freakonomics

freakonomics - Aamani Chava Statistics 12 Freakonomics...

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Aamani Chava January 10, 2007 Statistics 12 Freakonomics: Where Have All The Criminals Gone? Before Freakonomics , who could have thought that a decrease in crime would have a direct correlation with the legalization of abortion? Most definitely, not me. The United States experienced a high crime rate in the 1980s ranging from crimes like burglary and auto theft to crimes like rapes, murders, and homicides. But, suddenly, in the 1990s, the crime rate took a drastic drop leaving economists and criminologists wondering what factors attributed to the incredible decrease. Many different explanations were given and some came very close to clarifying the phenomenon, but none came as close as the one developed by Levitt and Dubner. As well as stating their own theory, Levitt and Dubner introduce us to the seven “universally” accepted views concerning the decrease in crime rate. A fairly common assumption would be a strong economy discourages crime. However, a strong economy might have decreased crime such as robbery due to an increase in employment, but other popular crimes like murder and rape were still present. So, the next explanation could be an increase in the use of prisons. Now, many of us would think that this makes sense since harsher punishment laws would lead to more prisoners, therefore leading to less crime committed. However, Levitt and Dubner prove us wrong and show us that experts in the field overruled this idea and the costs of keep the prisoners were also burdening to the country. So, they took it one step further and investigated the increase in capital punishment with laws like the death penalty. But, apparently, these punishments are rarely carried out due to their extremity and when they are, they make no real significance change in the statistics. As they investigated further into this “mystery”, it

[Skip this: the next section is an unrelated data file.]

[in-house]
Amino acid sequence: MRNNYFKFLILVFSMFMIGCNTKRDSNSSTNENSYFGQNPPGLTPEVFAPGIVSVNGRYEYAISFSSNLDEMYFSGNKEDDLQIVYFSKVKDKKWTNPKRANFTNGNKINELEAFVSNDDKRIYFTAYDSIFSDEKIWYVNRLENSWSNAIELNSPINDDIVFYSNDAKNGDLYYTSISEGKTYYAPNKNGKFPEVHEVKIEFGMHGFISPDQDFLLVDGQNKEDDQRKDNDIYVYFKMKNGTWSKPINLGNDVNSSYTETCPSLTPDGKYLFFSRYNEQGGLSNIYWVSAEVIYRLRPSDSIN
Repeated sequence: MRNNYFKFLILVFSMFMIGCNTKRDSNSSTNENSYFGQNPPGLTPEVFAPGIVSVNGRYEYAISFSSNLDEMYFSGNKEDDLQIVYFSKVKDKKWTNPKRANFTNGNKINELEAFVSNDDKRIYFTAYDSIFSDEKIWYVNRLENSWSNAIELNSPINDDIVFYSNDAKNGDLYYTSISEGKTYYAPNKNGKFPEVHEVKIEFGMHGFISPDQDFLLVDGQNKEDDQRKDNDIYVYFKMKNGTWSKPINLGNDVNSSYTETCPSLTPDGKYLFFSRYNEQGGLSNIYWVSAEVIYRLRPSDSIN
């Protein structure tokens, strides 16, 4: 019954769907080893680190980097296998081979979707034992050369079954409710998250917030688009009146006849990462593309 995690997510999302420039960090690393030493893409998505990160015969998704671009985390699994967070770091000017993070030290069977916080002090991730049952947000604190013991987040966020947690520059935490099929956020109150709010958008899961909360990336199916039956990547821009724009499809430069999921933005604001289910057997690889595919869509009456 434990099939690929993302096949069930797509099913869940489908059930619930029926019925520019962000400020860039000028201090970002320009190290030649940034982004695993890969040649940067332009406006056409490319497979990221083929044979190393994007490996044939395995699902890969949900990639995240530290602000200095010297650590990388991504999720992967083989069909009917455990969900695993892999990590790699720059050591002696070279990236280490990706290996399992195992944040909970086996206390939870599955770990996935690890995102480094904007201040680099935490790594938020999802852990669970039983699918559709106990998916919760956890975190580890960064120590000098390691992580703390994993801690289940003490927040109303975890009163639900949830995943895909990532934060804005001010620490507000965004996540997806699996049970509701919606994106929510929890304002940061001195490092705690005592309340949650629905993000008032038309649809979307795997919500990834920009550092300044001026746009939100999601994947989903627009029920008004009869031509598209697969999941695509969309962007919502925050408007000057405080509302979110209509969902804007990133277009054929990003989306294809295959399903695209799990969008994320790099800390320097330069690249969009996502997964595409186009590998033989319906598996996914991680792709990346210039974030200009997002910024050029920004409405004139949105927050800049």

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This note was uploaded on 05/04/2008 for the course STAT 101 taught by Professor Na during the Spring '08 term at Skidmore.

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freakonomics - Aamani Chava Statistics 12 Freakonomics...

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